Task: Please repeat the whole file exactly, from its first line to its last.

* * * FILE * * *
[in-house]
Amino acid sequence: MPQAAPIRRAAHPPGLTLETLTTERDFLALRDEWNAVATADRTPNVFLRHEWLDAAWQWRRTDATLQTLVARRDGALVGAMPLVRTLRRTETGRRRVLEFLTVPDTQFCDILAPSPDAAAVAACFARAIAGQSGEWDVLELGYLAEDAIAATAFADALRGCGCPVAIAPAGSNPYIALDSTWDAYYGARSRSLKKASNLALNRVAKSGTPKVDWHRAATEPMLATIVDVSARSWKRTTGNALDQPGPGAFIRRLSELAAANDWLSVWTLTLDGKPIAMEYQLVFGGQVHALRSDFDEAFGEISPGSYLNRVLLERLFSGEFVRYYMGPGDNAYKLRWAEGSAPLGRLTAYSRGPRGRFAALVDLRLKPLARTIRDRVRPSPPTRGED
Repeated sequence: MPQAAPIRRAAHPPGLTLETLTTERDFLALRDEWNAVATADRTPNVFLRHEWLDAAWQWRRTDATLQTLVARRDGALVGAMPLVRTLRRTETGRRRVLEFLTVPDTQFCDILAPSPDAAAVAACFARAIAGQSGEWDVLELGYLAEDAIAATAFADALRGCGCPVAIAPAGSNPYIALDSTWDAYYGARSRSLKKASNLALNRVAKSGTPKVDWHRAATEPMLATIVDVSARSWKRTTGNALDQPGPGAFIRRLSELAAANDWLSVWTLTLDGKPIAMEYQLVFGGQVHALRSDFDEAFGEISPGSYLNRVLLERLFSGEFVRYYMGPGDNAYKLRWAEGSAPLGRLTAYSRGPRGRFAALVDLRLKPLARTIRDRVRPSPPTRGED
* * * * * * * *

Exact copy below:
[in-house]
Amino acid sequence: MPQAAPIRRAAHPPGLTLETLTTERDFLALRDEWNAVATADRTPNVFLRHEWLDAAWQWRRTDATLQTLVARRDGALVGAMPLVRTLRRTETGRRRVLEFLTVPDTQFCDILAPSPDAAAVAACFARAIAGQSGEWDVLELGYLAEDAIAATAFADALRGCGCPVAIAPAGSNPYIALDSTWDAYYGARSRSLKKASNLALNRVAKSGTPKVDWHRAATEPMLATIVDVSARSWKRTTGNALDQPGPGAFIRRLSELAAANDWLSVWTLTLDGKPIAMEYQLVFGGQVHALRSDFDEAFGEISPGSYLNRVLLERLFSGEFVRYYMGPGDNAYKLRWAEGSAPLGRLTAYSRGPRGRFAALVDLRLKPLARTIRDRVRPSPPTRGED
Repeated sequence: MPQAAPIRRAAHPPGLTLETLTTERDFLALRDEWNAVATADRTPNVFLRHEWLDAAWQWRRTDATLQTLVARRDGALVGAMPLVRTLRRTETGRRRVLEFLTVPDTQFCDILAPSPDAAAVAACFARAIAGQSGEWDVLELGYLAEDAIAATAFADALRGCGCPVAIAPAGSNPYIALDSTWDAYYGARSRSLKKASNLALNRVAKSGTPKVDWHRAATEPMLATIVDVSARSWKRTTGNALDQPGPGAFIRRLSELAAANDWLSVWTLTLDGKPIAMEYQLVFGGQVHALRSDFDEAFGEISPGSYLNRVLLERLFSGEFVRYYMGPGDNAYKLRWAEGSAPLGRLTAYSRGPRGRFAALVDLRLKPLARTIRDRVRPSPPTRGED